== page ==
Math @ Duke

Anita T Layton, Robert R. and Katherine B. Penn Associate Professor
 Contact Info:
Teaching (Fall 2014):
 MATH 161FS.01, MATHEMATICAL MODELS IN BIOLOGY
Synopsis
 Physics 227, MW 10:05 AM11:20 AM
 MATH 79077.01, CURR RSRCH MATHEMATICAL BIOL
Synopsis
 Physics 119, W 11:45 AM01:00 PM
 Education:
PhD  University of Toronto  2001 
MS  University of Toronto  1996 
BS  Duke University  1994 
BA  Duke University  1994 
 Specialties:

Applied Math
 Research Interests: Mathematical physiology; Multiscale numerical methods; Numerical methods for immersed boundary problems.
Mathematical physiology.
My main research interest is the application of mathematics to biological systems, specifically, mathematical modeling of renal physiology. Current projects involve (1) the development of mathematical models of the mammalian kidney and the application of these models to investigate the mechanism by which some mammals (and birds) can produce a urine that has a much higher osmolality than that of blood plasma; (2) the study of the origin of the irregular oscillations exhibited by the tubuloglomerular feedback (TGF) system, which regulates fluid delivery into renal tubules, in hypertensive rats; (3) the investigation of the interactions of the TGF system and the urine concentrating mechanism; (4) the development of a dynamic epithelial transport model of the proximal tubule and the incorporation of that model into a TGF framework.
Multiscale numerical methods.
I develop multiscale numerical methodsmultiimplicit Picard integral deferred correction methodsfor the integration of partial differential equations arising in physical systems with dynamics that involve two or more processes with widelydiffering characteristic time scales (e.g., combustion, transport of air pollutants, etc.). These methods avoid the solution of nonlinear coupled equations, and allow processes to decoupled (like in operatingsplitting methods) while generating arbitrarily highorder solutions.
Numerical methods for immersed boundary problems.
I develop numerical methods to simulate fluid motion driven by forces singularly supported along a boundary immersed in an incompressible fluid.
 Areas of Interest:
Mathematical physiology Scientific computing Multiscale numerical methods Fluidstructure interactions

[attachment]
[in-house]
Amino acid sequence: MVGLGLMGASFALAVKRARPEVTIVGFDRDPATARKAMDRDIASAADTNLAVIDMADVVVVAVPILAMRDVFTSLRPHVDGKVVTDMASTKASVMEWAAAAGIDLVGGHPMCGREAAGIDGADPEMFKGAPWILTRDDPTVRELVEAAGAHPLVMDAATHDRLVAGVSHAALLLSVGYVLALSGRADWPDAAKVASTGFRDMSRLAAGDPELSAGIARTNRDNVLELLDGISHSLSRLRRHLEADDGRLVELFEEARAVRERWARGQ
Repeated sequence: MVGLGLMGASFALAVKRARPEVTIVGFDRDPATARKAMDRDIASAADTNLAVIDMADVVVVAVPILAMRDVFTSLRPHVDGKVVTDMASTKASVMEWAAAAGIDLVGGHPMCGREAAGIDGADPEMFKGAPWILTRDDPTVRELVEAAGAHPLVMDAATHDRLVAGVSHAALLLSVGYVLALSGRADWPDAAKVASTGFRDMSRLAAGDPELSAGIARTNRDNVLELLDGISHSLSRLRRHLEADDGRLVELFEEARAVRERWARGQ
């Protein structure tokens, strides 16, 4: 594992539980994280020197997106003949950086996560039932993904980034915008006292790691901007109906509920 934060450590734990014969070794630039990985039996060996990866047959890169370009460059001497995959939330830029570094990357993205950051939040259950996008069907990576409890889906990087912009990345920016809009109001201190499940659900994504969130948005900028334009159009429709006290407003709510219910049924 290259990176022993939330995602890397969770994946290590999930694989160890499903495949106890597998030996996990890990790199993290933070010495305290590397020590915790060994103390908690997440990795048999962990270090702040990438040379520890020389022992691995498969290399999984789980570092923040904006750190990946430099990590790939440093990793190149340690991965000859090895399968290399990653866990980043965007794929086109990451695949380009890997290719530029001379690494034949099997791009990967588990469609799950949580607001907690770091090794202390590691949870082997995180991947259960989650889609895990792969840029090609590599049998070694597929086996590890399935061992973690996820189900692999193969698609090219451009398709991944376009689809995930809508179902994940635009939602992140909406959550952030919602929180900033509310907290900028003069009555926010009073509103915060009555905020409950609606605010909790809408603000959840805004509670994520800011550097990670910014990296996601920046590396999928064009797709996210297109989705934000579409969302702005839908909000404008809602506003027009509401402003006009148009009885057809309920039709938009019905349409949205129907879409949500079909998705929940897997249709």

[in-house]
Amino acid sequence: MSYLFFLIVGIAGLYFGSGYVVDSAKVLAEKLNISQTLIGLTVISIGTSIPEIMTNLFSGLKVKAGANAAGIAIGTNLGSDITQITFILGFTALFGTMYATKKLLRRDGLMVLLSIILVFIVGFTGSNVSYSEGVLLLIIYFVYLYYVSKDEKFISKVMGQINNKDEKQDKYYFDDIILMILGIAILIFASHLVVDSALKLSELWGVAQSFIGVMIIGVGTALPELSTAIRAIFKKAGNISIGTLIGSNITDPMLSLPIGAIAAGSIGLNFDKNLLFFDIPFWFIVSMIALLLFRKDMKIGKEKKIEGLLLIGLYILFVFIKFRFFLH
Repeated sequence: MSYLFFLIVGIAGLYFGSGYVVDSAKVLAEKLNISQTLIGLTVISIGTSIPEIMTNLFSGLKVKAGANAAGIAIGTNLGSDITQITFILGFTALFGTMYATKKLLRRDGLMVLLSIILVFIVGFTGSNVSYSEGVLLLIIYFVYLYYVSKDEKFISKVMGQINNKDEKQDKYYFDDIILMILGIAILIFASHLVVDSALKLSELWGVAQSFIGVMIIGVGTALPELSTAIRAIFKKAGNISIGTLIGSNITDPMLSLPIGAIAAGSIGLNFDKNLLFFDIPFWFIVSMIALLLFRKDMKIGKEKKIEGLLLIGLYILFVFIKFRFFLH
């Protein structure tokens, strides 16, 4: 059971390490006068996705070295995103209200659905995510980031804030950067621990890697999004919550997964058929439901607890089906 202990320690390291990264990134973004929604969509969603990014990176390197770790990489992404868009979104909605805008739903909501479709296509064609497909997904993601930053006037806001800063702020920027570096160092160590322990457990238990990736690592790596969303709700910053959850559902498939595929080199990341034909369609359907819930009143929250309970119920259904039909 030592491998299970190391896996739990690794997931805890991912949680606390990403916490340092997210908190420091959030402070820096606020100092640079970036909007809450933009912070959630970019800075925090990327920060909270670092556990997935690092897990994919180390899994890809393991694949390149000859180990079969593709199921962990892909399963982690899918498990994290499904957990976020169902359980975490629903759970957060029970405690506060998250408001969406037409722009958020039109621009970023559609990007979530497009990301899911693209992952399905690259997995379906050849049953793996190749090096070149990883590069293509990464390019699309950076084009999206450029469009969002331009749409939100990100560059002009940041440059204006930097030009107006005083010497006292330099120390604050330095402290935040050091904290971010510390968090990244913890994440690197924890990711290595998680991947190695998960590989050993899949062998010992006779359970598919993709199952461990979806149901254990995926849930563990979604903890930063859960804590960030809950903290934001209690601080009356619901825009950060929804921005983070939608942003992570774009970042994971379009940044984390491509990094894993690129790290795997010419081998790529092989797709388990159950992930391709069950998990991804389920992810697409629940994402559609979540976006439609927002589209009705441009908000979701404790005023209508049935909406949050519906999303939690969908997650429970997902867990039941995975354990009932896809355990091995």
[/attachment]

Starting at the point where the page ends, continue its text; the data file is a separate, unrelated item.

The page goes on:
Curriculum Vitae
 Current Ph.D. Students
(Former Students)
 Hwayeon Ryu
 Ioannis Sgouralis
 Postdocs Mentored
 Brendan Fry (August 01, 2013  July 31, 2016)
 Gregory Herschlag (August 01, 2013  July 31, 2016)
 Rob Moss (October 1, 2012  present)
 Aniel NievesGonzales (January 1, 2011  July 31, 2012)
 Natasha Savage (October 18, 2010  present)
 Karin Leiderman (August 01, 2010  present)
 Jing Chen (March 1, 2009  May 14, 2010)
 Elizabeth L. Bouzarth (August 1, 2008  July 31, 2011)
 Amal El Moghraby (July 1, 2008  May 31, 2009)
 Milagros Loreto (August 01, 2007  August 31, 2008)
 Undergraduate Research Supervised
 Justin Summerville (May 01, 2013  June 30, 2013)
 Alex Wertheim (May 13, 2012  June 30, 2012)
 Scott Cara (May 13, 2012  December 31, 2012)
 Kara Karpman (May 13, 2012  December 31, 2012)
 Angela Wood (May 18, 2011  July 01, 2011)
 Angelica Schwartz (May 18, 2011  July 01, 2011)
 Philip Pham (May 01, 2010  April 30, 2011)
 Peichun Wang (May 1, 2010  April 30, 2010)
 Anne Peterson (May 01, 2010  April 30, 2011)
 Yajing Gao (May, 2008  June, 2008)
 Amy Wen (May, 2008  June, 2008)
 Mark A Hallen (May 01, 2008  April 01, 2009)
Thesis: Expanding the scope of quantitative FRAP analysis
 Recent Publications
(More Publications)
 Aurelie Edwards and Anita T. Layton, Calcium dynamics underlying the myogenic response of the renal afferent arteriole,
Am J Physiol Renal Physiol, vol. 306 no. F34F48
(2014)
 Ioannis Sgouralis and Anita T. Layton, Theoretical assessment of renal autoregulatory mechanisms,
Am J Physiol Renal Physiol, vol. 306
(2014),
pp. F1357F1371
 Yi Li, Ioannis Sgouralis, and Anita T. Layton, Computing viscous flow in an elastic tube,
Numer. Math. Theor. Meth. Appl., in press
(Accepted, 2014)
 Robert Moss and Anita T. Layton, Dominant factors that govern pressure natriuresis in diuresis and antidiuresis: a mathematical model,
Am J Physiol Renal Physiol, in press
(Accepted, 2014)
 Thomas L. Pannabecker and Anita T. Layton, Targeted delivery of solutes and oxygen in the renal medulla: role of microvessel architecture,
Am J Physiol Renal Physiol, in press
(Accepted, 2014)
 Recent Grant Support
 Collaborative Research: Comparative Study of Desert and Nondesert Rodent Kidneys, National Science Foundation, 2013/092017/08.
 Modeling Solute Transport and Urine Concentrating Mechanism in the Rat Kidney, National Institutes of Health, 2010/082015/07.
 EMSW21RTG: Enhanced Training and Recruitment in Mathematical Biology,, National Science Foundation, 2010/072015/07.
 EMSW21RTG: Enhanced Training and Recruitment in Mathematical Biology, National Science Foundation, DMS0943760, 2010/092014/08.
 Mathematical Model of Vascular and Tubular Transport in the Rat Outer Medulla, National Institutes of Health, 2009/072013/06.


dept@math.duke.edu
ph: 919.660.2800
fax: 919.660.2821
 
Mathematics Department
Duke University, Box 90320
Durham, NC 277080320